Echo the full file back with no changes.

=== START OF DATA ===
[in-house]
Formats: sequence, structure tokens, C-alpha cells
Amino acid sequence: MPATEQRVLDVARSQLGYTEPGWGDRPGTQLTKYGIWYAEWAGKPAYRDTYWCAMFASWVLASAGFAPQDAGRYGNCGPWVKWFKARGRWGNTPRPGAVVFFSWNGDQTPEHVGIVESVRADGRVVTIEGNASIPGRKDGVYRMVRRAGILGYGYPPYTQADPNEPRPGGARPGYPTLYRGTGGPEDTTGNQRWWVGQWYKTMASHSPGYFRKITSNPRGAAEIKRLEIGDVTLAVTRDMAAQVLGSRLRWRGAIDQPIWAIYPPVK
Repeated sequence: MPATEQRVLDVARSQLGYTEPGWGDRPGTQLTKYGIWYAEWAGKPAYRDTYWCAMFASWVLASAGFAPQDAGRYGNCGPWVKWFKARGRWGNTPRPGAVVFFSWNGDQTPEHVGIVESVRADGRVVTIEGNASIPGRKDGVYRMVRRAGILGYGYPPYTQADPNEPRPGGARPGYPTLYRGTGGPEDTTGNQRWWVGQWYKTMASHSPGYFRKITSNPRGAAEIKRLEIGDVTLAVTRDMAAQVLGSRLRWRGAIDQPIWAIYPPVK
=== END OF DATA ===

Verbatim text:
[in-house]
Formats: sequence, structure tokens, C-alpha cells
Amino acid sequence: MPATEQRVLDVARSQLGYTEPGWGDRPGTQLTKYGIWYAEWAGKPAYRDTYWCAMFASWVLASAGFAPQDAGRYGNCGPWVKWFKARGRWGNTPRPGAVVFFSWNGDQTPEHVGIVESVRADGRVVTIEGNASIPGRKDGVYRMVRRAGILGYGYPPYTQADPNEPRPGGARPGYPTLYRGTGGPEDTTGNQRWWVGQWYKTMASHSPGYFRKITSNPRGAAEIKRLEIGDVTLAVTRDMAAQVLGSRLRWRGAIDQPIWAIYPPVK
Repeated sequence: MPATEQRVLDVARSQLGYTEPGWGDRPGTQLTKYGIWYAEWAGKPAYRDTYWCAMFASWVLASAGFAPQDAGRYGNCGPWVKWFKARGRWGNTPRPGAVVFFSWNGDQTPEHVGIVESVRADGRVVTIEGNASIPGRKDGVYRMVRRAGILGYGYPPYTQADPNEPRPGGARPGYPTLYRGTGGPEDTTGNQRWWVGQWYKTMASHSPGYFRKITSNPRGAAEIKRLEIGDVTLAVTRDMAAQVLGSRLRWRGAIDQPIWAIYPPVK